The Boeing Co. (NYSE: BA) 737 Max was grounded back in March 2019 after a couple of devastating accidents, but now Europe’s aviation regulator has declared the aircraft safe to fly again. Boeing shares took off on Friday as well.
Patrick Ky, an executive director of the European Union of Aviation Safety Agency (EASA), commented to Bloomberg that the 737 Max has reached a high enough degree of safety to fly again:
Our analysis is showing that this is safe, and the level of safety reached is high enough for us. What we discussed with Boeing is the fact that with the third sensor, we could reach even higher safety levels.
Note that the nod from the EASA is the first from any major regulator. Boeing is obviously looking forward to the U.S. governing body, the Federal Aviation Administration (FAA), to make a ruling soon. The FAA is the main certification body to which Boeing is beholden.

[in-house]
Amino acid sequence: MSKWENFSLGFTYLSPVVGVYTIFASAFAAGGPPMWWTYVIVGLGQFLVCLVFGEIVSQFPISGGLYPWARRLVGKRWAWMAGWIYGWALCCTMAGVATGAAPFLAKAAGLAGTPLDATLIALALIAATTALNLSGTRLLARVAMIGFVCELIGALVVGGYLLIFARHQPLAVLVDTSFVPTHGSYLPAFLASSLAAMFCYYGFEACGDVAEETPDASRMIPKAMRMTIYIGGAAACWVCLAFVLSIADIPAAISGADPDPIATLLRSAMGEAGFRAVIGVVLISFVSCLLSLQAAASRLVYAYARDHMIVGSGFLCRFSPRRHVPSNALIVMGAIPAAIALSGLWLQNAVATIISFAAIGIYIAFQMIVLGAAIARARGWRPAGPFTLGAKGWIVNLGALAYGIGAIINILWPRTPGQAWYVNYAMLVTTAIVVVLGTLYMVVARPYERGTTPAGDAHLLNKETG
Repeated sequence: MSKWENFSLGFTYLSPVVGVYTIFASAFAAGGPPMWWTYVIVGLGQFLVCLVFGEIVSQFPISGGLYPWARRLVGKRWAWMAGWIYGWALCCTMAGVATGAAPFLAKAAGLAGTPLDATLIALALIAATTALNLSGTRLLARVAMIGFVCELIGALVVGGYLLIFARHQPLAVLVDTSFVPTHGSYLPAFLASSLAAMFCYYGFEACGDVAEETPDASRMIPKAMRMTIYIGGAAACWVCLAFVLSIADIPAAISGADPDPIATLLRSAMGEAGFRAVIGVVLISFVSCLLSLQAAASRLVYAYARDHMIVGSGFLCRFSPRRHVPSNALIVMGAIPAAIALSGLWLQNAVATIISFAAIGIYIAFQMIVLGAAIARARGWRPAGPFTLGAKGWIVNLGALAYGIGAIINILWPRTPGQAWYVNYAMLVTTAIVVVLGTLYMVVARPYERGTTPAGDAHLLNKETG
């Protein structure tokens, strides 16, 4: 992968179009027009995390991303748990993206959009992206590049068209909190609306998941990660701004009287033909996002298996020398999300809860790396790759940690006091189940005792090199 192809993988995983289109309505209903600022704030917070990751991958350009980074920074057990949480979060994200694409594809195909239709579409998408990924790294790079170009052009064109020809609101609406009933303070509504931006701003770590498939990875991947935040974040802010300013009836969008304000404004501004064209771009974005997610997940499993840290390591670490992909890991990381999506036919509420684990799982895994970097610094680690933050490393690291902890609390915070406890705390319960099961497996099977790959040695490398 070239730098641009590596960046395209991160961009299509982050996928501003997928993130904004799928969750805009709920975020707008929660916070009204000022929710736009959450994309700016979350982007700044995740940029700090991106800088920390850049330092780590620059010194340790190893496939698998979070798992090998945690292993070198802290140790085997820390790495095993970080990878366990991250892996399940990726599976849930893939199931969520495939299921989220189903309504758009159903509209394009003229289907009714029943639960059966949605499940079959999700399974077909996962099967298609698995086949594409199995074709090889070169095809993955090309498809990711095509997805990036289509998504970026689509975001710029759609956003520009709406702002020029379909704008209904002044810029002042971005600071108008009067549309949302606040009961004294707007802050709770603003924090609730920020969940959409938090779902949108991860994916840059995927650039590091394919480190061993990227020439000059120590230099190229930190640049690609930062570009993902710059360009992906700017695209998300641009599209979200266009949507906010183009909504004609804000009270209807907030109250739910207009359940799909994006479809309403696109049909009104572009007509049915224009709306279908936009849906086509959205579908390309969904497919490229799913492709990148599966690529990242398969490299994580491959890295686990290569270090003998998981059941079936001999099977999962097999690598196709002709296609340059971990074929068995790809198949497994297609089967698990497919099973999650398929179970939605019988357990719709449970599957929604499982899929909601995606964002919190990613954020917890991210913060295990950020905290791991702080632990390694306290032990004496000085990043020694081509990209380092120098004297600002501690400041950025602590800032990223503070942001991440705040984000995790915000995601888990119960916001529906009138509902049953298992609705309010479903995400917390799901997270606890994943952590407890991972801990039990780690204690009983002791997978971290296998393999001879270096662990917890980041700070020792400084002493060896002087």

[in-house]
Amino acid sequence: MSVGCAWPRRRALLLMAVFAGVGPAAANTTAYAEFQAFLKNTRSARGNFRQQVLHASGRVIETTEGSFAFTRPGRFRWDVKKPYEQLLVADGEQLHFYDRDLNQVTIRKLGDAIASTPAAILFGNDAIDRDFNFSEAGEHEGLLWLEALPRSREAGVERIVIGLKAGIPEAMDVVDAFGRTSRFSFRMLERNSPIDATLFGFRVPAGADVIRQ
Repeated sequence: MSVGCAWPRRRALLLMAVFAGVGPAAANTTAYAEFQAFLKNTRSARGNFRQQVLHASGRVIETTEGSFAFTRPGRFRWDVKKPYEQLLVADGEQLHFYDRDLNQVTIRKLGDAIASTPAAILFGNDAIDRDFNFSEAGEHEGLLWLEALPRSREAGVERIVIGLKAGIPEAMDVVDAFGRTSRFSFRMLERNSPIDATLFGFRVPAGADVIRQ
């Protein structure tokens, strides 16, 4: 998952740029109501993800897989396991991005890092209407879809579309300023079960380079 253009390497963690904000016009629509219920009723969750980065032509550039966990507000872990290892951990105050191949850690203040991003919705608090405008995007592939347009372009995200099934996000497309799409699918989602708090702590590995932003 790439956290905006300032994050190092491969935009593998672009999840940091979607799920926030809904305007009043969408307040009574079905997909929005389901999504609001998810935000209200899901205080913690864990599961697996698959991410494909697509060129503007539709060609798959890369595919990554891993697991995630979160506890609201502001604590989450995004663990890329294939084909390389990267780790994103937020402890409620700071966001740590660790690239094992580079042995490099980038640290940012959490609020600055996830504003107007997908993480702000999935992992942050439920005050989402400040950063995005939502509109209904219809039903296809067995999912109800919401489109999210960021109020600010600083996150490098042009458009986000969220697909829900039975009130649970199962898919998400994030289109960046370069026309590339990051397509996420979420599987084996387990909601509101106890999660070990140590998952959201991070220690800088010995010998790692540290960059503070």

The FAA Administrator Steve Dickson flew the 737 Max late last month and noted that he was “very comfortable,” but the process is yet to be complete.
After the EASA conducted test flights in September, the agency is going through the final document reviews ahead of a draft airworthiness directive that it expects to issue in November.
This will be followed by four weeks of public comment, while the development of a synthetic sensor to add redundancy will take around 20 to 24 months. The software-based solution will be a requirement on the larger Max 10 variants before it makes its debut in 2022, and it will be retrofitted on other versions.
Essentially, the synthetic sensor would simplify the job of the pilots when one or both of the mechanical angle-of-attack sensors on the Max fails. The device looks to solve the problem that caused the crashes in 2018 and 2019. The sensor monitors whether a plane is pointed up or down relative to oncoming air, which is the malfunction that caused both crashes.
Boeing stock traded up about 3% on Friday to $169.25, in a 52-week range of $89.00 to $375.60. The consensus price target is $177.36.